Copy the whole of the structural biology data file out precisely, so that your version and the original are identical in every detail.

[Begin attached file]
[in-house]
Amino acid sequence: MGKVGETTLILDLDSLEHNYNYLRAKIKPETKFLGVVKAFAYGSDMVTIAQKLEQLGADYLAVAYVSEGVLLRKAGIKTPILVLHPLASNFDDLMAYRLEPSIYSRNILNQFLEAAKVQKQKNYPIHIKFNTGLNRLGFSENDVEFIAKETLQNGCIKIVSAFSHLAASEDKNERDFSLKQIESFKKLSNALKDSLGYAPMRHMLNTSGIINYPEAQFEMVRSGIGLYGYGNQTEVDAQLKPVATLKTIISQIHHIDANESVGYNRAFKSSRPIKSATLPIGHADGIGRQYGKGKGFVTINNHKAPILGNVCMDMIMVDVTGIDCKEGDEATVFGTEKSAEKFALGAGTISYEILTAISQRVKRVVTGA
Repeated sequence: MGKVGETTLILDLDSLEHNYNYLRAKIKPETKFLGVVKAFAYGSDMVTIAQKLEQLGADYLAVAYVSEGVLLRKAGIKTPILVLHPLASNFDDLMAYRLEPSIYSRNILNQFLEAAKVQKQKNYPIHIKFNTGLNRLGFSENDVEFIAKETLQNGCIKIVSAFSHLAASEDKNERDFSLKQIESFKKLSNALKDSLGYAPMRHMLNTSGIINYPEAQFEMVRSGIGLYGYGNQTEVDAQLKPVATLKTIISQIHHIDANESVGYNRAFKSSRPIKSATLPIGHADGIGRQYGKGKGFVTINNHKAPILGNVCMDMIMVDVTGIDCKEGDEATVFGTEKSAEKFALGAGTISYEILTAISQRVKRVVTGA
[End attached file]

[in-house]
Amino acid sequence: MGKVGETTLILDLDSLEHNYNYLRAKIKPETKFLGVVKAFAYGSDMVTIAQKLEQLGADYLAVAYVSEGVLLRKAGIKTPILVLHPLASNFDDLMAYRLEPSIYSRNILNQFLEAAKVQKQKNYPIHIKFNTGLNRLGFSENDVEFIAKETLQNGCIKIVSAFSHLAASEDKNERDFSLKQIESFKKLSNALKDSLGYAPMRHMLNTSGIINYPEAQFEMVRSGIGLYGYGNQTEVDAQLKPVATLKTIISQIHHIDANESVGYNRAFKSSRPIKSATLPIGHADGIGRQYGKGKGFVTINNHKAPILGNVCMDMIMVDVTGIDCKEGDEATVFGTEKSAEKFALGAGTISYEILTAISQRVKRVVTGA
Repeated sequence: MGKVGETTLILDLDSLEHNYNYLRAKIKPETKFLGVVKAFAYGSDMVTIAQKLEQLGADYLAVAYVSEGVLLRKAGIKTPILVLHPLASNFDDLMAYRLEPSIYSRNILNQFLEAAKVQKQKNYPIHIKFNTGLNRLGFSENDVEFIAKETLQNGCIKIVSAFSHLAASEDKNERDFSLKQIESFKKLSNALKDSLGYAPMRHMLNTSGIINYPEAQFEMVRSGIGLYGYGNQTEVDAQLKPVATLKTIISQIHHIDANESVGYNRAFKSSRPIKSATLPIGHADGIGRQYGKGKGFVTINNHKAPILGNVCMDMIMVDVTGIDCKEGDEATVFGTEKSAEKFALGAGTISYEILTAISQRVKRVVTGA